You can put this into a raised bed for excellent drainage or into the planting hole.
After digging the hole, pour in the compost and soil amendment(s), add some of the old soil, then mix them together with the shovel. Jab the shovel into the ground below and on the sides to give the rose places to continue growing her roots if she wants. Then dig out an area in the middle to put the rose.
But how deeply should the rose be planted? Well, it depends on whether your rose has a bud union on it and what side of the bud union debate you’re on.
About Bud Unions and Rootstocks
A number of rose varieties are grafted onto a vigorous rootstock rose. It’s a faster way to propagate roses, and some roses grown on rootstocks often have bigger blossoms and are healthier than when they grow on their own roots.
The place where they’re grafted is called the bud union, which looks like a swollen spot on the neck of the rose.
There’s a debate between the big players in the rose world on whether the bud union should be planted above ground, at soil level, or one inch below the ground.
Some state that the bud union should be planted above ground because the rootstock will send out suckers if planted underground. Some say that the rose should be planted below ground to keep the rose from rocking in high winds and keep the rose from dying back to the rootstock in bitterly cold winters.
Due to this confusion, I prefer to settle on a compromise where the bud union is just above ground level – but you mulch the heck out of it once the temperatures start dropping.
Setting the Rootball in the Ground
So let’s get back to the planting.
You have a big hole in the ground so the rose can stretch its roots out and be happy. We have good soil mixed with organic material.
Take a look at your rose and use your clippers to cut off any dead canes or leaves. If there are roots coming out of the holes at the bottom of the pot, cut them off as well.
Now we'll take the rose out of the pot.
Lay the pot on its side, with the rose hanging over the hole. Grip the rose by the neck and slide it out.
If the rose doesn’t come out, roll the pot, pressing down on it slightly to loosen the rootball, then try again until it’s out.
If the rootball is rootbound, cut through the roots that were curling around the bottom of the pot with your gardening knife or clippers.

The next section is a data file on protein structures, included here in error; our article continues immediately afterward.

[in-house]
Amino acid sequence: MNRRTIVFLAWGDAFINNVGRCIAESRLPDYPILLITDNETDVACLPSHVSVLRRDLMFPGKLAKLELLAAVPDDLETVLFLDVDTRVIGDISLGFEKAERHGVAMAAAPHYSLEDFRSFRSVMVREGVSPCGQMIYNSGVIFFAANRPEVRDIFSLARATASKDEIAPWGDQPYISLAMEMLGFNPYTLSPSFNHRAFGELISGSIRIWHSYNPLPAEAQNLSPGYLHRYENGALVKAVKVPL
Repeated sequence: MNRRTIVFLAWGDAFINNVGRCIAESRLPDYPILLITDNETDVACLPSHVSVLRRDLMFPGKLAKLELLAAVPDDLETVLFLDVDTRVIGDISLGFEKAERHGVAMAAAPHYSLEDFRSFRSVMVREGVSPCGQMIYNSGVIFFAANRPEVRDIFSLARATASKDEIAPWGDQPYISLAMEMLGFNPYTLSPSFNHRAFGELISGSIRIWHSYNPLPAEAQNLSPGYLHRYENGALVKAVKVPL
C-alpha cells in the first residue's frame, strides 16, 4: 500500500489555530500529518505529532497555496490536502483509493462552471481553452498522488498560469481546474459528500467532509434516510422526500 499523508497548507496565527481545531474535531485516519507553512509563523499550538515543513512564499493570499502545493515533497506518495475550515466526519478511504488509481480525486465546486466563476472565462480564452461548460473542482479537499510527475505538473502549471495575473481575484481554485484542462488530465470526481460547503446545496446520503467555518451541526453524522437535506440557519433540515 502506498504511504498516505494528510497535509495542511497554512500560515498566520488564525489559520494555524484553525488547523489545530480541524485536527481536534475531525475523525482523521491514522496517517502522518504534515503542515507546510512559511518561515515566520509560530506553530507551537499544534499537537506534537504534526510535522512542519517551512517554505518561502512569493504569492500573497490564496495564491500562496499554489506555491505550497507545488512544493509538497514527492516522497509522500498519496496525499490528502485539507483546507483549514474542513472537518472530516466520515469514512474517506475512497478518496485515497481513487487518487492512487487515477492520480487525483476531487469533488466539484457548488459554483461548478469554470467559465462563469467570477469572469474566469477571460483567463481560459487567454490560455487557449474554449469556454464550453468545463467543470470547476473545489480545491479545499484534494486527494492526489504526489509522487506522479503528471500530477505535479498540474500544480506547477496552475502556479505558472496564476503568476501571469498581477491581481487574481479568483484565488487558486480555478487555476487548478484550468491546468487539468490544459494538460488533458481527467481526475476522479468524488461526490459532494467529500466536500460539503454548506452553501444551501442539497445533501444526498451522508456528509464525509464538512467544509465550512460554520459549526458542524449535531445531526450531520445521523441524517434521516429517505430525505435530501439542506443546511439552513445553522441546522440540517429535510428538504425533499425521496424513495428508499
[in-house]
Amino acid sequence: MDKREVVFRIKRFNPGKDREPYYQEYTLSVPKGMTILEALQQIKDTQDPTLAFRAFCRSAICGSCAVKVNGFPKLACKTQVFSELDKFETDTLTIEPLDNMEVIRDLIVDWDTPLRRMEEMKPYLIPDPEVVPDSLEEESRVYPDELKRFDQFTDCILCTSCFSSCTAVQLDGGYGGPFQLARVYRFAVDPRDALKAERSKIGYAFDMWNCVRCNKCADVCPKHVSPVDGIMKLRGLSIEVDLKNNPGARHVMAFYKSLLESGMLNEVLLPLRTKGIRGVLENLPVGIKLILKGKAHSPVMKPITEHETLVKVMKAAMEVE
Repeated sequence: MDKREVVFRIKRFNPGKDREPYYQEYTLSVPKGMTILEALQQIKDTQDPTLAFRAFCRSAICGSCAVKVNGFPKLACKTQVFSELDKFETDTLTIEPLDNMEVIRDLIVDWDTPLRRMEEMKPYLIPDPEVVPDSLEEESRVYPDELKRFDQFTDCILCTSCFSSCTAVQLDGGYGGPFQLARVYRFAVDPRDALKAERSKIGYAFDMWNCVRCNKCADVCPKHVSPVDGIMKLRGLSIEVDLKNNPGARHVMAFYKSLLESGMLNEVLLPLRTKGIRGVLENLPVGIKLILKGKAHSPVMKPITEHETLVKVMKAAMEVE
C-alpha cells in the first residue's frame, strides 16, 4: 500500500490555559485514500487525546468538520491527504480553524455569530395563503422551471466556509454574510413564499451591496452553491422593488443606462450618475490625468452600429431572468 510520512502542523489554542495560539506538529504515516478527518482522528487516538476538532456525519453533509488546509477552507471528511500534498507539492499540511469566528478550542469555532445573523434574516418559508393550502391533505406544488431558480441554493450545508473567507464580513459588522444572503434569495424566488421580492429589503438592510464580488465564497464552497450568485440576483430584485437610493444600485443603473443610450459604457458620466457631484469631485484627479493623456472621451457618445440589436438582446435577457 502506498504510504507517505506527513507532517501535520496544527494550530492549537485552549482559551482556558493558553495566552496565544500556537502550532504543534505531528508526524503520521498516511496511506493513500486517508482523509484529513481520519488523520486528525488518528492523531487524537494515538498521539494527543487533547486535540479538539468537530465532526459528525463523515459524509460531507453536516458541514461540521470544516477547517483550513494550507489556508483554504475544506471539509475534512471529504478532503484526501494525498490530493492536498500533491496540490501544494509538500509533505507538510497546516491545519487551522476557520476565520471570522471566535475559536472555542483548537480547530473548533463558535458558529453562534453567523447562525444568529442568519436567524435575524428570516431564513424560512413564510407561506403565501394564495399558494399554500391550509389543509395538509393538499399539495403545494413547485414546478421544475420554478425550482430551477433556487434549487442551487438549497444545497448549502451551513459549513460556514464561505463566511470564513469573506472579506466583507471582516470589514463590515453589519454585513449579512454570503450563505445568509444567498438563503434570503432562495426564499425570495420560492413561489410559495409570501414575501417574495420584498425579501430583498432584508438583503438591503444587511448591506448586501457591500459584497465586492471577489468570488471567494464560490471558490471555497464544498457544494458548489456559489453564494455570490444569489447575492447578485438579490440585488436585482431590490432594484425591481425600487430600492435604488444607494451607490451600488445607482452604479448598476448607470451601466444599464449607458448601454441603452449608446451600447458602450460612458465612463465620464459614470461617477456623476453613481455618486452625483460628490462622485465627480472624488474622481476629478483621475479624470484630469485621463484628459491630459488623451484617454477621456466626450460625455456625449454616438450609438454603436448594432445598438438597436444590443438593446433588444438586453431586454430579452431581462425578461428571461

Once that’s done, set the rose, nice as anything, into the hole. Green side up, of course.
A Trick with the Shovel
Here’s how to see if the rose is deep enough in the ground. Lay the shovel next to it so the handle is flush against the ground, going across the top of the hole. This shows you where the soil level is compared to the rose. Make sure the bud union is a little above the soil line. Easy peasy!
Take the rose out and scoop out a little more dirt until it’s sitting right where you want it.
Put in the Soil and Make a Saucer
Now you can put the soil back around the rose. Tamp it down lightly – don't tamp it down hard. You want to get the big air pockets out, but the soil should have spaces or pores in it. Roots need air in the soil, though not too much, so they don’t dry out. Water will also drain through these pores.
Once the rose is planted, you'll have dirt left over. Use it to build up a saucer around the rose. This captures the water and lets it soak slowly into the soil.
Then fill the saucer with mulch to protect the rose and its roots.
Water! Water!! Water!!!
Get the water hose and let it run into the saucer for a while, and let it soak in all around the rose. Water the rose deeply so it gets way down to the bottom of the hole and even past it.
This encourages the roots to go deep into the soil. Shallow watering makes the roots concentrate at the top of the soil, where they’re easily burned by the heat of the sun and the freezing cold of winter. Deep watering makes the roots go underground, where they’re protected.
You’re Done! Now to Maintain Your Fall-Planted Rose
Now you can wash your hands and sit outside with a cold drink and look upon the fruits of your labor. There's just a little maintenance you should do.
The rose will need to be watered about once a week. Add a little more mulch after your first frost. Before the first hard freeze, pile up mulch over the canes to protect them from the freezing cold temperatures and the winds of winter that will dry out the ground and the canes.
Do these things to maintain your fall-planted rose and you’ll have a rose that’s all ready to go once spring rolls around.